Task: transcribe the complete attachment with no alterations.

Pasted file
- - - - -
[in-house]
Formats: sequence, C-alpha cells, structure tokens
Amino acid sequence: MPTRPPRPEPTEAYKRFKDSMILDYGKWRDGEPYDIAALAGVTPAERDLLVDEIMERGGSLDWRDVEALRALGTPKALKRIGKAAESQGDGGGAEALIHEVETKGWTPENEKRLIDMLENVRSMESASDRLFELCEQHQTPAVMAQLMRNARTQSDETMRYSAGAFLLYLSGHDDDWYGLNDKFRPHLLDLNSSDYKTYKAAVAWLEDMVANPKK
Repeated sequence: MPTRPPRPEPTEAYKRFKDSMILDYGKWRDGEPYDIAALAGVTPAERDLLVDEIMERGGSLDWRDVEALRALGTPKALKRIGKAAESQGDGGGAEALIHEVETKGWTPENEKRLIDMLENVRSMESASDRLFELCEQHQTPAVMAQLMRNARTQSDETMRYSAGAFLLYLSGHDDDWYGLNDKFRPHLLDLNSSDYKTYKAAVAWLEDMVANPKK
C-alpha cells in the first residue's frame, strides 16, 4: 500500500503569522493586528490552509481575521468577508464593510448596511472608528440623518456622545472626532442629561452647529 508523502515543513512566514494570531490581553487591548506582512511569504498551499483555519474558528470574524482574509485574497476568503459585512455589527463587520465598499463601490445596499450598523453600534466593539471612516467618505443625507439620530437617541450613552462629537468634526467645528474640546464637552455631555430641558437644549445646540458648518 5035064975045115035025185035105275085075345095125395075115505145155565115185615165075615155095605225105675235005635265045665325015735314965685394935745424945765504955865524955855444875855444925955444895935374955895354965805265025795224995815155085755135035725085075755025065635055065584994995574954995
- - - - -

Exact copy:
[in-house]
Formats: sequence, C-alpha cells, structure tokens
Amino acid sequence: MPTRPPRPEPTEAYKRFKDSMILDYGKWRDGEPYDIAALAGVTPAERDLLVDEIMERGGSLDWRDVEALRALGTPKALKRIGKAAESQGDGGGAEALIHEVETKGWTPENEKRLIDMLENVRSMESASDRLFELCEQHQTPAVMAQLMRNARTQSDETMRYSAGAFLLYLSGHDDDWYGLNDKFRPHLLDLNSSDYKTYKAAVAWLEDMVANPKK
Repeated sequence: MPTRPPRPEPTEAYKRFKDSMILDYGKWRDGEPYDIAALAGVTPAERDLLVDEIMERGGSLDWRDVEALRALGTPKALKRIGKAAESQGDGGGAEALIHEVETKGWTPENEKRLIDMLENVRSMESASDRLFELCEQHQTPAVMAQLMRNARTQSDETMRYSAGAFLLYLSGHDDDWYGLNDKFRPHLLDLNSSDYKTYKAAVAWLEDMVANPKK
C-alpha cells in the first residue's frame, strides 16, 4: 500500500503569522493586528490552509481575521468577508464593510448596511472608528440623518456622545472626532442629561452647529 508523502515543513512566514494570531490581553487591548506582512511569504498551499483555519474558528470574524482574509485574497476568503459585512455589527463587520465598499463601490445596499450598523453600534466593539471612516467618505443625507439620530437617541450613552462629537468634526467645528474640546464637552455631555430641558437644549445646540458648518 5035064975045115035025185035105275085075345095125395075115505145155565115185615165075615155095605225105675235005635265045665325015735314965685394935745424945765504955865524955855444875855444925955444895935374955895354965805265025795224995815155085755135035725085075755025065635055065584994995574954995